If there are no "Joinder of Pension-Employee Benefit Plan" documents on file, then you need to Verify with the pension plan that they DO have you listed as an "Alternate Payee" under the plan anyway. (You, as the "ex-spouse" are normally referred to as the "Alternate Payee" under the vast majority of pension plans). If you are able to verify this information with the Pension/Retirement Plan Administrator, then, again, you probably have nothing to worry about, and need not read further.
If you cannot locate any information in your own records, through your attorney's records, through the clerk's office of the Court in which you were divorced or legally separated, or through the Plan Administrator of the Pension/Retirement Plan to which your ex-spouse belongs or belonged, then you DO have some work to do.
What To Do If You Have No Joinder Papers
All is not lost. The fact that you were awarded an interest in your ex-spouse's retirement or pension plan is all you need to get you started to verify and ensure your interest in his or her retirement / pension plan. The division is usually based upon the years of service to the Plan (employer) by the spouse, divided by the community interest in the plan (based on one-half of the length of the marriage from date of marriage to date of Separation [not the divorce date]). He or she may have worked longer for the company than you were married to each other. Example: If John & Mary were married for 10 years, but he worked at Company X for 10 years before marriage and 10 years during marriage, the equation would equal 10 years as His separate interest in his pension and 10 years as his community property interest in the pension. Community property is divided equally (absent other agreement between the parties or on finding of the Court), and thus, he would have the equivalent of 15 years interest in his pension (10 years separate property and 5 years community), and you would have 5 years' interest in his pension as your "community property" interest in the plan.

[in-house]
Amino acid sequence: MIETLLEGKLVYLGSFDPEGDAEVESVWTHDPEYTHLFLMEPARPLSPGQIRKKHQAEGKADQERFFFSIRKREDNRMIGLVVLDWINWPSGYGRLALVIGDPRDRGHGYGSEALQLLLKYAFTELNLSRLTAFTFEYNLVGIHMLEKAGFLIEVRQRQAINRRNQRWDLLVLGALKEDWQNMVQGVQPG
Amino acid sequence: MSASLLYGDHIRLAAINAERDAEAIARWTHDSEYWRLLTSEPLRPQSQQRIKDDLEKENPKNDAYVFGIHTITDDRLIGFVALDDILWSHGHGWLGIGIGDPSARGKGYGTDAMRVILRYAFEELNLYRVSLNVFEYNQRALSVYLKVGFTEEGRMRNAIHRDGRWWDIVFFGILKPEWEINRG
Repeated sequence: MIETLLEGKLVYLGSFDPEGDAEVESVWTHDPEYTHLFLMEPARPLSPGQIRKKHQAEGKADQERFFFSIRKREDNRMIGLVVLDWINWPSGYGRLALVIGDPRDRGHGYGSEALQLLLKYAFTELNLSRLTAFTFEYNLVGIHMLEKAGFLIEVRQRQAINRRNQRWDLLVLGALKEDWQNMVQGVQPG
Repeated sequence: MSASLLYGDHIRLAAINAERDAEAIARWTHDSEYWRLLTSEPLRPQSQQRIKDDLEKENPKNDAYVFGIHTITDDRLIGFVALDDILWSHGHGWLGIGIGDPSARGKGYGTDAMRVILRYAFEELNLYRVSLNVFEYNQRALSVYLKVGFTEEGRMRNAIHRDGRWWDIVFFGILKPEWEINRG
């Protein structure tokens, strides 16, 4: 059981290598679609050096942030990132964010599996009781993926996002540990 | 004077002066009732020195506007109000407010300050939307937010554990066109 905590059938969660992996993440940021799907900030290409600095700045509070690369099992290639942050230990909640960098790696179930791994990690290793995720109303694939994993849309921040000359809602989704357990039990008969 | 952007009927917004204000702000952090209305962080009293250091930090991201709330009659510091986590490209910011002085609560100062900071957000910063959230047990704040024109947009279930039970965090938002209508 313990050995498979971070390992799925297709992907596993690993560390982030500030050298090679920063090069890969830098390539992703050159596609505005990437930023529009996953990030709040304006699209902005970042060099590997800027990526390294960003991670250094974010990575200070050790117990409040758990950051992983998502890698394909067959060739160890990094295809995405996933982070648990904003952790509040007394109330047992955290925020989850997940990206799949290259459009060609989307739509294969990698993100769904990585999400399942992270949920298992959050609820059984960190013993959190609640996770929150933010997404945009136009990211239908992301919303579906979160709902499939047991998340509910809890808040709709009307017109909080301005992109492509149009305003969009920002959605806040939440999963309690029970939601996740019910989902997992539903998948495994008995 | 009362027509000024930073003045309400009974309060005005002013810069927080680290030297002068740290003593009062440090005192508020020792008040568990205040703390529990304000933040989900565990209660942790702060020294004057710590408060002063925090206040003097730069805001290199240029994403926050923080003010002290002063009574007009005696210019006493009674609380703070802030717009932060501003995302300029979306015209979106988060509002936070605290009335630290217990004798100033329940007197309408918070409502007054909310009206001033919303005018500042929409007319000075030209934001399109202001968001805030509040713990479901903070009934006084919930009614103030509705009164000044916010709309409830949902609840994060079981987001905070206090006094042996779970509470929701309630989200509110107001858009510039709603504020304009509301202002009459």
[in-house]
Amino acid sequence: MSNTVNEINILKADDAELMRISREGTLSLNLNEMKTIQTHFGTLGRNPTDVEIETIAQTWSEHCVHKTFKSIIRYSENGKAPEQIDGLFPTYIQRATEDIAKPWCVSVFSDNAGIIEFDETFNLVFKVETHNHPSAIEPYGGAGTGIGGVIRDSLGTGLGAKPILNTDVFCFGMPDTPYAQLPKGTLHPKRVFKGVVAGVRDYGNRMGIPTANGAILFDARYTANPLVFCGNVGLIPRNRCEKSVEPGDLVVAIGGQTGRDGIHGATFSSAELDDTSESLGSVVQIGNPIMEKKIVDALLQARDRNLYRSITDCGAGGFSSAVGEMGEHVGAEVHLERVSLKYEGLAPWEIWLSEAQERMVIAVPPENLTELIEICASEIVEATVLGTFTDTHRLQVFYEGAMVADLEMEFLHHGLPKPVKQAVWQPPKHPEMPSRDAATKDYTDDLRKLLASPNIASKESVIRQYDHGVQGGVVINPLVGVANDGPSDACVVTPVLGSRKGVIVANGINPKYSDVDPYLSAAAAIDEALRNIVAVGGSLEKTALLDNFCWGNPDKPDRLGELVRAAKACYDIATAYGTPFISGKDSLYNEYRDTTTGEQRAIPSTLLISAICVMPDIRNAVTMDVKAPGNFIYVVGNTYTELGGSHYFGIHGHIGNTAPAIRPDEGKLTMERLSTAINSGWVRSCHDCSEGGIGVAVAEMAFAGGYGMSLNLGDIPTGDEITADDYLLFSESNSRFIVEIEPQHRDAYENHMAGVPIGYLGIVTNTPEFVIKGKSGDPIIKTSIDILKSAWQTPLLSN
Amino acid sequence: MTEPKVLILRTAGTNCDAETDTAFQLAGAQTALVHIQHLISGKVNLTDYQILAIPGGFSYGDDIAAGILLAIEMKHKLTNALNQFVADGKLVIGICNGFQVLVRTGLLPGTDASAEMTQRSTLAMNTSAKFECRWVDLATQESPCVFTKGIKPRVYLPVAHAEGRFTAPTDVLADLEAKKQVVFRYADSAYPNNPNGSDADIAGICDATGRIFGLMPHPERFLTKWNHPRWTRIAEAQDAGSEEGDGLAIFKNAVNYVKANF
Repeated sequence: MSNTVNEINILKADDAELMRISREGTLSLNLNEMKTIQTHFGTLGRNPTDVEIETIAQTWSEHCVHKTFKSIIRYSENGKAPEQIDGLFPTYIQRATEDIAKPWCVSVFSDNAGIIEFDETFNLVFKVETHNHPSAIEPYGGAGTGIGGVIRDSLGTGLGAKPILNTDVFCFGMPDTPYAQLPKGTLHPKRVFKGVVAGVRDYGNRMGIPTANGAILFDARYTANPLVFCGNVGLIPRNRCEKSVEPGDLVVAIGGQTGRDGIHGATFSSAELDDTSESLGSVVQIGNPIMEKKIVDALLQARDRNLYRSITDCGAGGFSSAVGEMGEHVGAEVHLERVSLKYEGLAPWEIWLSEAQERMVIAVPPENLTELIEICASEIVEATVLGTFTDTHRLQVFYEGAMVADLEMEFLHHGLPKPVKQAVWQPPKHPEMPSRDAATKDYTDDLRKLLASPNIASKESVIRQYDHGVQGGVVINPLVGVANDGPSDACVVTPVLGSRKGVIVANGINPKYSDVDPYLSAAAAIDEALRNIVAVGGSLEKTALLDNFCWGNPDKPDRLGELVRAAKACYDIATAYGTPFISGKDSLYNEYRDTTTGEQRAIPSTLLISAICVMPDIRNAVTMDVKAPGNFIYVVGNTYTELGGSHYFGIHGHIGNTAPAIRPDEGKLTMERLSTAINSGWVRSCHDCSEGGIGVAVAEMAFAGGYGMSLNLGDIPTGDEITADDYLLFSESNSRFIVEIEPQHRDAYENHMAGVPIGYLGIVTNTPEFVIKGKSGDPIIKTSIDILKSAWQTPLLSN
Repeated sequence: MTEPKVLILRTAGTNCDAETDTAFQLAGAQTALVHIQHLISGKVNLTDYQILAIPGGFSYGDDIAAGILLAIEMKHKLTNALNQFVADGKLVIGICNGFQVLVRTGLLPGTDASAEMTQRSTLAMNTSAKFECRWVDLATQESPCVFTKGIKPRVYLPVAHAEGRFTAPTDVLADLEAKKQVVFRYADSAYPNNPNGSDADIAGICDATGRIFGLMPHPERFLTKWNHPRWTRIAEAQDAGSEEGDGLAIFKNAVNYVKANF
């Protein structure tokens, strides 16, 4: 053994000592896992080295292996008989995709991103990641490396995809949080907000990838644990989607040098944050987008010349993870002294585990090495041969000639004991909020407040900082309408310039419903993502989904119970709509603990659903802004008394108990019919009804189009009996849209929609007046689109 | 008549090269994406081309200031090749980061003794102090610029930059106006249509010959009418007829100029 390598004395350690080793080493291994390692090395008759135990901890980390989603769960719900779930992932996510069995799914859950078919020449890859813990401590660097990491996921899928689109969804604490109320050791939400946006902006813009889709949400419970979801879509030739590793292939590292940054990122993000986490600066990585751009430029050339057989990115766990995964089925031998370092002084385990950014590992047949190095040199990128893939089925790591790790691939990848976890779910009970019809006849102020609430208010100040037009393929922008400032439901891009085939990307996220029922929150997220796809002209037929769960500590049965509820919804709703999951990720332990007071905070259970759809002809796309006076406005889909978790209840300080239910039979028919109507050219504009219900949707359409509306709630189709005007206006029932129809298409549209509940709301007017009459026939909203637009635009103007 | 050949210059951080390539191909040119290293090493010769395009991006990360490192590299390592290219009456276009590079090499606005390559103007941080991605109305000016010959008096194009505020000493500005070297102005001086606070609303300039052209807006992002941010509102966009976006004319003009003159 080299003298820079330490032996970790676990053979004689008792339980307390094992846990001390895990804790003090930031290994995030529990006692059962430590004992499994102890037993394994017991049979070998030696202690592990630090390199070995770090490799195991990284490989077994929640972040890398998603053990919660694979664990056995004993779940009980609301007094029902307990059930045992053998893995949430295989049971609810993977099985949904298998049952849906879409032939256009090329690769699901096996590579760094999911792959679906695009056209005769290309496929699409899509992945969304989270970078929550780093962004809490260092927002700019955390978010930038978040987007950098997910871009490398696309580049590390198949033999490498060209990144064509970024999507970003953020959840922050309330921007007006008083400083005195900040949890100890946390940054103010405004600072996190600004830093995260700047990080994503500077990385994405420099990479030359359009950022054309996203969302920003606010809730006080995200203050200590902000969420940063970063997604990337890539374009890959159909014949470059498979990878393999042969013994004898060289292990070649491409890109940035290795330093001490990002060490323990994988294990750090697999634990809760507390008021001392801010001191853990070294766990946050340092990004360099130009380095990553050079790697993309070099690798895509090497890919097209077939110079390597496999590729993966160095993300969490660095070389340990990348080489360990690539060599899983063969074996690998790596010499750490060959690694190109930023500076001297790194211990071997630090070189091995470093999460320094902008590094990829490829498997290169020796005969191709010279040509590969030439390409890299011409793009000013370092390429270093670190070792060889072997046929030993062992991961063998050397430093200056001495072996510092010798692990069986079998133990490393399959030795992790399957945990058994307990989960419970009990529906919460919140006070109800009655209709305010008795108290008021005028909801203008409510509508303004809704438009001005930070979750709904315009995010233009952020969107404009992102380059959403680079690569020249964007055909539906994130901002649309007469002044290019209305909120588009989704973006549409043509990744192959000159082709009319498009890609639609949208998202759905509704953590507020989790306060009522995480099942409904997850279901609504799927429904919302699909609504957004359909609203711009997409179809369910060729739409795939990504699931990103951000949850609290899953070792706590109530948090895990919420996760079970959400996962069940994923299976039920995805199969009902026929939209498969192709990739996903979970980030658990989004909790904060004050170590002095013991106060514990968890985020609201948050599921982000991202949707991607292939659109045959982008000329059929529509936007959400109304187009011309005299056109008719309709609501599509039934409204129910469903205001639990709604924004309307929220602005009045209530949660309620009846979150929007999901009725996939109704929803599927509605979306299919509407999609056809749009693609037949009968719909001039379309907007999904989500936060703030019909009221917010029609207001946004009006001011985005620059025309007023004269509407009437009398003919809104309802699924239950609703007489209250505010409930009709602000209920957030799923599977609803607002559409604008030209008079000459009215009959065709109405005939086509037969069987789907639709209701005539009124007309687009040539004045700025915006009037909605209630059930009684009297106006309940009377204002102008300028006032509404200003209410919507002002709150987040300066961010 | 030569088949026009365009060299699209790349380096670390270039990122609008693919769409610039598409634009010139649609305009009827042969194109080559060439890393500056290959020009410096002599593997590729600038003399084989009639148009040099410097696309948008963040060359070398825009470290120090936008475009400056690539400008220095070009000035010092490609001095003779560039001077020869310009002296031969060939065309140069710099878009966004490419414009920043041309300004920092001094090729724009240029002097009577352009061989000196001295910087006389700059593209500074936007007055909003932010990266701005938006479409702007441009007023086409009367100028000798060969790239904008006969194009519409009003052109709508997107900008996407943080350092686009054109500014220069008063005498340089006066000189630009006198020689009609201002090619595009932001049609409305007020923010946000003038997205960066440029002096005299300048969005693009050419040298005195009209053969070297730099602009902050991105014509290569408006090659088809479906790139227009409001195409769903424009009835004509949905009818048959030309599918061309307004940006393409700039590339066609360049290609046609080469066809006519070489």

The bottom line is that the the "Plan Administrator" of the retirement or pension plan MUST have an Order from the Court at some point TELLING them that they Must Divide the interest; therefore, an Order cutting a check to your ex-spouse at retirement, for his or her interest, and cutting a check directly payable to YOU at his/her retirement, for Your interest.
Unless YOU verify that your qualified
domestic relations interest in your former spouse's retirement plan has been
protected via a Court Order, you may be in jeopardy of losing potential
payments due you under your divorce or legal separation decree or Judgment.
Protect your future interest in this valuable community asset and at least
Verify and Investigate that Your rights have been and are protected.